William Tiu-Lim, the president and CEO of Mega Global Corporation
Mega Global Corp’s William Tiu Lim explains how he won the canned sardines wars
It takes careful quality control that ultimately passes the world standard to take a sardines brand to the top. It also doesn’t hurt to have a clear vision with blinding passion from the man behind the steering wheel.
William Tiu-Lim, the president and CEO of Mega Global Corporation, certainly had the dream and leadership to provide export-quality sardines to the public here and abroad. The result is the brand Mega becoming number one, as proven by survey certificate from AC Nielsen retail index. Relatively quick by industry notion, it took just about 15 years for the super modern brand to overtake the rest of the competition.
“The goal was really to become number one. Now that we are, we want to retain that and widen the gap,” grinned the tried-and-tested commander of the ship who takes pride in his company’s accomplishment that it achieved technically two years ago.
A number of factors led to the success of Mega as a household name, yet it all boiled down to the employment of a state-of-the-art assembly line that starts with proper catching to canning and then segueing to wide distribution and exportation. Lim has always been the guiding force to ensure that the brand is globally competitive with production efficiency as its cornerstone.
At the turn of the new millennium, he envisioned to provide Filipinos with a quality product to be taken care of by his fishing business. He made this strongly possible with the formulation of the innovative “12-hour Catching-to-Canning Process.” This essentially means that “the fishes are canned within 12 hours from the time that they are caught.” He also pioneered the fish pump technology in all of Asia, allowing fishes to be preserved at a constant temperature to minimize histamine development, and therefore ensuring freshness and top-of-line quality.
Finally, Lim addresses that age-old question as to why some Pinoys complain of being allergic to sardines. In his own scientific take, he said, “It’s coming from the freshness of the fish.” Having determined the root of the problem, the now-granny corporate executive reminded everyone working for the cause that “the fish has to be fresh.”
Getting past rough waters
After officially claiming summer last year that it is bannering the topnotch sardines emblem in the Philippines, Mega Global Corporation has strengthened its reputation as the leading manufacturer and distributor of canned goods. Apart from carrying Mega sardines that comes in variants we are all familiar with, it also offers other high-quality, value-for-money products namely, Mega Creations premium sardines, Mega Tuna, and Mega Prime canned vegetables.
Taking the cue from his finely ‘fishing’ mother-in-law, Lim started his own business in 1975 as a small fishing company in Bicol that supplies the local canners. Sadly or expectedly it took him a decade to stabilize it as initial struggles almost engulfed him. “In many instances,” he recalled, “I was about to give it up. You have to have the logistics to keep fishing afloat and experience had to lead me through that process of learning.”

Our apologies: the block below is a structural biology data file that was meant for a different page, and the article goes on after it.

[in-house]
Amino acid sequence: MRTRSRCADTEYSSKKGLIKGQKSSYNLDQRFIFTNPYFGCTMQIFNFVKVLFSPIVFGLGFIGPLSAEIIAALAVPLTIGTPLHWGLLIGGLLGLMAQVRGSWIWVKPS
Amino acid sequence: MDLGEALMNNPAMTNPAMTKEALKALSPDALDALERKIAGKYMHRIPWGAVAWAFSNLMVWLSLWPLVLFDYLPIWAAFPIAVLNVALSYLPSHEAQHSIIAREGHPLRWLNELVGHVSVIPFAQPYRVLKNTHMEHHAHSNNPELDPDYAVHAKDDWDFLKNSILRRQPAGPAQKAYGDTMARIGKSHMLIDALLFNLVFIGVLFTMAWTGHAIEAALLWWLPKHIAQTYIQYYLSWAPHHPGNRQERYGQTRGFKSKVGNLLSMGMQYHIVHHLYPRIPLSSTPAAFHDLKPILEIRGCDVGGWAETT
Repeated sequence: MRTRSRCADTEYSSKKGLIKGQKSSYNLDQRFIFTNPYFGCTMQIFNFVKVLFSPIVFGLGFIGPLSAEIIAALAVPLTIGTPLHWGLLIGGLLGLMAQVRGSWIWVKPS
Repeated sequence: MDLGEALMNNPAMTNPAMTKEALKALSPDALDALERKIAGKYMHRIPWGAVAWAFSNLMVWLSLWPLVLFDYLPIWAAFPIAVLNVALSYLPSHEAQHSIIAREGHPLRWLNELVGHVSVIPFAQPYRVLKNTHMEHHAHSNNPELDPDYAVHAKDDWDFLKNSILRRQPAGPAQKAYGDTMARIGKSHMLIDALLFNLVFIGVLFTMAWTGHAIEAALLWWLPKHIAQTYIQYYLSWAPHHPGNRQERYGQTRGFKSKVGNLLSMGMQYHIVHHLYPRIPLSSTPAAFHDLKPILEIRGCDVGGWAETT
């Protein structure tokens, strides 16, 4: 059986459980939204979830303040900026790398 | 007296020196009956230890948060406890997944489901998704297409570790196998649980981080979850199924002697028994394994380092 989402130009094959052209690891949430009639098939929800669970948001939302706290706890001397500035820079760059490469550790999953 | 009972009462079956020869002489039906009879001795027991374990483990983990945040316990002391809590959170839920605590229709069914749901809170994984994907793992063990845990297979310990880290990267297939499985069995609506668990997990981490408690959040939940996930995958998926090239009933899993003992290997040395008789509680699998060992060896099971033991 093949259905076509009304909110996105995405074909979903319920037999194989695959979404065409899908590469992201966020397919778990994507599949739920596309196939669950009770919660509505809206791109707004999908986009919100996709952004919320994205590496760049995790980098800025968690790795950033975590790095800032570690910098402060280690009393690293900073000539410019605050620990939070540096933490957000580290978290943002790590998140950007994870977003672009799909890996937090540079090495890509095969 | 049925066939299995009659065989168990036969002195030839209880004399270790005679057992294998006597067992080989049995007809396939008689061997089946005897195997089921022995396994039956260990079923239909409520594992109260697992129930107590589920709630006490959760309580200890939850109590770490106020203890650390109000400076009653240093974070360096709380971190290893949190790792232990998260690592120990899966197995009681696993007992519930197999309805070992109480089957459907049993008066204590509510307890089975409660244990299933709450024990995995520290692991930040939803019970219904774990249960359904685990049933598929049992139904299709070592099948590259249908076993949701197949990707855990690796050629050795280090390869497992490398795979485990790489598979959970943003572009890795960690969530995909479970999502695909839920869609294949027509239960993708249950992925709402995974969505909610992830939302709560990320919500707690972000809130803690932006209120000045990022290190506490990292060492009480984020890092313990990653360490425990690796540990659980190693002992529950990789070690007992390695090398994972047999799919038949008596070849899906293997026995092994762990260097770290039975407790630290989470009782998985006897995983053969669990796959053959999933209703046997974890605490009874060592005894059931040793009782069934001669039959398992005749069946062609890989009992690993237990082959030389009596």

All the right moves
In 1993, he moved his battered fleet to Zamboanga, a move that paid off as he instantly became a major fish-supplier to Manila-based canneries. And then he decided to go into canning operations using his team’s fresh catch. All the years of keeping up with the flow were bound for harvest time.
Thanks to a strike of ingenuity, the man launched Mega sardines in Easy-Open-Can packaging to take advantage of the market’s apparent inherent desire for convenience. Canned fish has never been that quick to serve and satisfy.
Employing around 3,500 people from his production plant in the south to the well-staffed office here in Manila, he shared, “I wanted to deliver a quality product to consumers that they will always be satisfied with. Ever since we started, the intention was to coach our people because by coaching we’re leading our personnel to level up their work and eventually deserve that promotion.”
Lim, who sits with the board for planning and business assessment at least once a month, has not stopped in improving his organizational skills. Over the past three years he completed an Owners Management’s course in Harvard University, basically studying about strategizing business turnaround and sustaining achieved growth.
His family of degree holders knew how special it is for the padre de familia to accomplish such feat and so the clan spent a much-needed vacation abroad with and for the captain of the boat.
An advocate of continuous learning, the amiable baby boomer championed a technical training school in Zamboanga himself, in partnership with TESDA.
For all his success in the field of business that now includes a hotel and a restaurant, he was declared Entrepreneur of the Year in the 2015 Agora Awards and was also cited for the same title by the Asia CEO Awards last year. He was recognized for steering a company from scratch and yet now boasting a fleet of 65 large commercial-scale fishing vessels and exporting the brand to nearly 40 countries around the world.
“Success is failure turned inside out. It’s the ability to come out with a strategy to not fail again,” he mentioned. “A Filipino brand can beat foreign competition by diverting from the traditional and braving the challenge of attaining excellence as determined by the highest of standards in the global arena.”
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